Women’s History Month
Favorite Book with a Strong Female Lead

Our Picks

Jane Eyre – Katie (that’s me!) @ Never Not Reading
The Poet X – Adrienne @ Darque Dreamer Reads
To Best the Boys – Teri Polen
Dread Nation – Deanna @ Deanna Writes About
A Court of Mist and Fury – Flavia @ Flavia the Bibliophile
Skyward – Lucinda @ Lucinda is Reading
Harry Potter – Samantha @ Modern Witch’s Bookshelf
A Curse So Dark and Lonely – Sophie @ Beware of the Reader
The Last Letter – Sophie @ Beware of the Reader
Kat and Meg Conquer the World – Dani @ Mousai Books
I Am Malala – Ashely @ Inside My Minds
An Ember in the Ashes – Liz @ Stellar Kitten Book Reivews


Featured Image -- 7584

Calendar Girls is a monthly blog event created by Melanie at MNBernard Books, and Flavia at Flavia the Bibliophile, and is now be hosted by me (!), Katie, and Adrienne at Darque Dreamer Reads. It is designed to ignite bookish discussions among readers, and was inspired by the 1961 Neil Sedaka song, Calendar Girl.

Just like the song, each month has a different theme. Each blogger picks their favorite book from the theme, and on the first Monday of the month reveals their pick in a Calendar Girls post. Make sure to post back to the hostess’s post, and I will make a master list for the month. The master lists allow everyone to see the other Calendar Girls’ picks and to pop on over to their blogs. Thus, we all get to chat about books and even make some new friends!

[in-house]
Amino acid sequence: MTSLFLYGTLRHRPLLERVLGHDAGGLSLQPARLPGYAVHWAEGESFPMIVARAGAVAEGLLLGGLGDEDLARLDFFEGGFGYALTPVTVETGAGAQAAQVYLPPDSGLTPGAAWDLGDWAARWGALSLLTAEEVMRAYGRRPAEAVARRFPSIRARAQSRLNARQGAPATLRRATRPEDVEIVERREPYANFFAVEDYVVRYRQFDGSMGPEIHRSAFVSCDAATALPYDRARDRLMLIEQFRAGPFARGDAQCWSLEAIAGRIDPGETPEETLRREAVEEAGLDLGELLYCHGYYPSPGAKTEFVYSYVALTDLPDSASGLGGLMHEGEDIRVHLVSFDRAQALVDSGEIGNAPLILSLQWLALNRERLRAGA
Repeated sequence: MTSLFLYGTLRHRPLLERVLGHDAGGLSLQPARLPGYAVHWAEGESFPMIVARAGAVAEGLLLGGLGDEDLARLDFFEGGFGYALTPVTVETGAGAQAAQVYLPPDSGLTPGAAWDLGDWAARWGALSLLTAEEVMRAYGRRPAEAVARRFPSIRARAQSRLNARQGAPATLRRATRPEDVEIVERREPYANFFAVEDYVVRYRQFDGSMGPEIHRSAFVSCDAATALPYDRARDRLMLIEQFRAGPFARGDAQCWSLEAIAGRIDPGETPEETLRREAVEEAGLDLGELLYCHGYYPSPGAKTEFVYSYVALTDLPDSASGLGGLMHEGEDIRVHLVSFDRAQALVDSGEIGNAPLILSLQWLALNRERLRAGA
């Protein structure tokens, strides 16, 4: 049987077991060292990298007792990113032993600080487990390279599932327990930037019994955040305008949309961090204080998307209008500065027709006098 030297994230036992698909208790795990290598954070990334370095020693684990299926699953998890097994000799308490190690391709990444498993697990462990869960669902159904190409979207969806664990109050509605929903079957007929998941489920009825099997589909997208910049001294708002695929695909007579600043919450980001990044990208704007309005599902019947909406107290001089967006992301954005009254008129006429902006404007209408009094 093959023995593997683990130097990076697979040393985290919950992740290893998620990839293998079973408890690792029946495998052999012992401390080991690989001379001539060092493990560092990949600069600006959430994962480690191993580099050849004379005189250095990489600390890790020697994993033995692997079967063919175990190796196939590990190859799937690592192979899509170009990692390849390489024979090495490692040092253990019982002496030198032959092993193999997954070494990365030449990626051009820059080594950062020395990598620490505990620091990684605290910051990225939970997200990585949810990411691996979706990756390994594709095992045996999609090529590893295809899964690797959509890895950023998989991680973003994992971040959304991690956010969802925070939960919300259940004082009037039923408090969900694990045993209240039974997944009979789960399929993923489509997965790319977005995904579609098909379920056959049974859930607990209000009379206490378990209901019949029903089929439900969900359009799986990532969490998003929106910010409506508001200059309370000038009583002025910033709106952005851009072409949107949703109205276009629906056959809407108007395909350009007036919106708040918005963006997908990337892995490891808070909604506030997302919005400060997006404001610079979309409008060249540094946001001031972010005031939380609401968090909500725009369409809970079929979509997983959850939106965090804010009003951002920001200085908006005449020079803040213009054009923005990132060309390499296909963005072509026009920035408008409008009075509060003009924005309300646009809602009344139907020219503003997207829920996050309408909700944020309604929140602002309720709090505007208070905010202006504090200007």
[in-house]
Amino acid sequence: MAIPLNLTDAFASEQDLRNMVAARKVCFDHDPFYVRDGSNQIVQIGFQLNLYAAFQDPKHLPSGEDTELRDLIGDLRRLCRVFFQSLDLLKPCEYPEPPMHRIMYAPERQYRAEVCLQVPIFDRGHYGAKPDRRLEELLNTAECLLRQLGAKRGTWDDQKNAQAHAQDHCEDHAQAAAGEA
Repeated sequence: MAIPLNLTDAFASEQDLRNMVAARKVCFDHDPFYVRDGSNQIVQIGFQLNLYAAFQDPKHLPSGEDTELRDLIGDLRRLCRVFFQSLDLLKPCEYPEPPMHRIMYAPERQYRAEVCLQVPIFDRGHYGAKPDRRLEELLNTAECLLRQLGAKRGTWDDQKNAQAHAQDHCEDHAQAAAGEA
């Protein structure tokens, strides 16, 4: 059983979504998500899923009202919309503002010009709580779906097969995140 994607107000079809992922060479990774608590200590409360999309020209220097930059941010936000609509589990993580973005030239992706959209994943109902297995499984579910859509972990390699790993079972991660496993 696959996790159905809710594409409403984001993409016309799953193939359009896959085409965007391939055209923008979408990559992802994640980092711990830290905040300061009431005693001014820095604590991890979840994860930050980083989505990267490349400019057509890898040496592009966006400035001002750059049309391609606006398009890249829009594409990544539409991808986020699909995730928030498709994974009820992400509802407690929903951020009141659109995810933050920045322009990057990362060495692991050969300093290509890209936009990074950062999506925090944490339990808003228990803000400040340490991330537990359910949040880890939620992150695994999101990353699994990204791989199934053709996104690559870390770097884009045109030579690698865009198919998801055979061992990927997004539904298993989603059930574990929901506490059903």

Sign up for the Calendar Girls newsletter.

Thoughts from A Tree Grows in Brooklyn

A Tree Grows in Brooklyn by Betty Smith

220px-TreeGrowsInBrooklynGenres: Fiction, Classics
Maturity Level: 4
View on Goodreads
Rating: ⋆⋆⋆⋆


The beloved American classic about a young girl’s coming-of-age at the turn of the century, Betty Smith’s A Tree Grows in Brooklyn is a poignant and moving tale filled with compassion and cruelty, laughter and heartache, crowded with life and people and incident. The story of young, sensitive, and idealistic Francie Nolan and her bittersweet formative years in the slums of Williamsburg has enchanted and inspired millions of readers for more than sixty years. By turns overwhelming, sublime, heartbreaking, and uplifting, the daily experiences of the unforgettable Nolans are raw with honesty and tenderly threaded with family connectedness — in a work of literary art that brilliantly captures a unique time and place as well as incredibly rich moments of universal experience.